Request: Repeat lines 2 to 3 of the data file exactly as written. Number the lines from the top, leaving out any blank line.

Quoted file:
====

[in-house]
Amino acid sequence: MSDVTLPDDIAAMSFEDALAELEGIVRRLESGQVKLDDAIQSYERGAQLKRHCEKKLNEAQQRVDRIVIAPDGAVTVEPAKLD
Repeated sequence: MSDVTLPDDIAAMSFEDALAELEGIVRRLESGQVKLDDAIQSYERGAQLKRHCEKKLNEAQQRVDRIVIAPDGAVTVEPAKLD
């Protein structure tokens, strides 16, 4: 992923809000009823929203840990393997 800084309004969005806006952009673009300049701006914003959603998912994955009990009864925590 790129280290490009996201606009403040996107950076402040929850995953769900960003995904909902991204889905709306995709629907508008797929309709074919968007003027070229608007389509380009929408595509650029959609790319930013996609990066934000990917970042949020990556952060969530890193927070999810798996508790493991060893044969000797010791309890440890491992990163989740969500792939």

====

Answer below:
Amino acid sequence: MSDVTLPDDIAAMSFEDALAELEGIVRRLESGQVKLDDAIQSYERGAQLKRHCEKKLNEAQQRVDRIVIAPDGAVTVEPAKLD
Repeated sequence: MSDVTLPDDIAAMSFEDALAELEGIVRRLESGQVKLDDAIQSYERGAQLKRHCEKKLNEAQQRVDRIVIAPDGAVTVEPAKLD